Print Page
Glossary: endorectal ultrasound, Masonic Cancer Center, University of Minnesota

endorectal ultrasound

(en-doh-REK-tul UL-truh-SOWND)

A procedure in which a probe that sends out high-energy sound waves is inserted into the rectum. The sound waves are bounced off internal tissues or organs and make echoes. The echoes form a picture of body tissue called a sonogram. Endorectal ultrasound is used to look for abnormalities in the rectum and nearby structures, including the prostate. Also called ERUS, transrectal ultrasound, and TRUS.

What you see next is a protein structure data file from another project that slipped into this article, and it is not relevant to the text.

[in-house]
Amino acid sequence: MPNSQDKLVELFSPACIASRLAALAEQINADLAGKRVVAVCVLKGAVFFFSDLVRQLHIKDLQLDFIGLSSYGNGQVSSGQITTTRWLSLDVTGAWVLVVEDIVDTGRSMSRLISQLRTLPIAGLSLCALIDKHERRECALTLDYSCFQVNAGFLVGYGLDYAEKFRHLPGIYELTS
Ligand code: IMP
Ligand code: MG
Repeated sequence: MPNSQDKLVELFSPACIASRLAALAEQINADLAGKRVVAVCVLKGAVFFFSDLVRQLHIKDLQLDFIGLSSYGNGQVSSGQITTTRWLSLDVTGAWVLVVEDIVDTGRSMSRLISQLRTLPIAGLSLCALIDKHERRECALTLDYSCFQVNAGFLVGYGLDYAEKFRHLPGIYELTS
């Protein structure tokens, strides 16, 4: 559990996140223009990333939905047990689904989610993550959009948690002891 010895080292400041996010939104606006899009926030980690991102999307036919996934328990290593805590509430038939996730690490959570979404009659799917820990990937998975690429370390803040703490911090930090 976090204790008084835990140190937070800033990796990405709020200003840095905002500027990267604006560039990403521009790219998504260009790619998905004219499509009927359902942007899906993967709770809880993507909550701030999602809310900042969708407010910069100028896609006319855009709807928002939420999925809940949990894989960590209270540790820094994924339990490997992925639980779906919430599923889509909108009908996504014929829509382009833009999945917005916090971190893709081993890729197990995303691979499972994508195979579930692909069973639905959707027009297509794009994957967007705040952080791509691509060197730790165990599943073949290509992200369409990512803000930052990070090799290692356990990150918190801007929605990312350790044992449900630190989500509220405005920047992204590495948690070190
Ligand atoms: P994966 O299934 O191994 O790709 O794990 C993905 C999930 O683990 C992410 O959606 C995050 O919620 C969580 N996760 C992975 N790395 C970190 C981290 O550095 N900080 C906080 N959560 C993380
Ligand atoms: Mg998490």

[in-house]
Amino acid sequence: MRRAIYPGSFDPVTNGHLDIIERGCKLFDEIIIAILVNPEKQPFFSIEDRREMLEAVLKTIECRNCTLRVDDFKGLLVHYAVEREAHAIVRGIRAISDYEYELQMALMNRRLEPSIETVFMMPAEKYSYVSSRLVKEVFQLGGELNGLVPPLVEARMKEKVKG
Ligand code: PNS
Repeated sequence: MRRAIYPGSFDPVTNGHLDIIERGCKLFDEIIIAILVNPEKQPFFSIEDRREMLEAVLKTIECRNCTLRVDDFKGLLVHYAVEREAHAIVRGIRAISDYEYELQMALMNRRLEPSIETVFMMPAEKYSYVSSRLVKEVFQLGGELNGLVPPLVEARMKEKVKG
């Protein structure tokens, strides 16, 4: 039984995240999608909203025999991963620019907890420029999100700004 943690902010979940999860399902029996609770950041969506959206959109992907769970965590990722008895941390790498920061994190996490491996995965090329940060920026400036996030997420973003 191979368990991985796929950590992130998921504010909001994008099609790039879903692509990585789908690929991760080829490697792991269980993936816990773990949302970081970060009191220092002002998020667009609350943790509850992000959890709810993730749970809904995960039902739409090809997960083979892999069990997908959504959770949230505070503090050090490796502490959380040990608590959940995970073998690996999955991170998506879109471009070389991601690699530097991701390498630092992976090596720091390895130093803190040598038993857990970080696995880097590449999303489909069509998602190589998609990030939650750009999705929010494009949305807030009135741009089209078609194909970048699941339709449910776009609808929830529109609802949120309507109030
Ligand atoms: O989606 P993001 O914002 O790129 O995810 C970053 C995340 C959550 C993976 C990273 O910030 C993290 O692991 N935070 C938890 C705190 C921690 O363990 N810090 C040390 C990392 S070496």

Transrectal ultrasound; drawing shows a side view of the male reproductive and urinary anatomy including the prostate, anus, rectum, and bladder; also shows an  ultrasound probe inserted into the rectum to check the prostate. Inset shows patient lying on back on a  table having a transrectal ultrasound procedure.

Transrectal ultrasound. An ultrasound probe is inserted into the rectum to check the prostate. The probe bounces sound waves off body tissues to make echoes that form a sonogram (computer picture) of the prostate.

2004-02-20

2008-09-29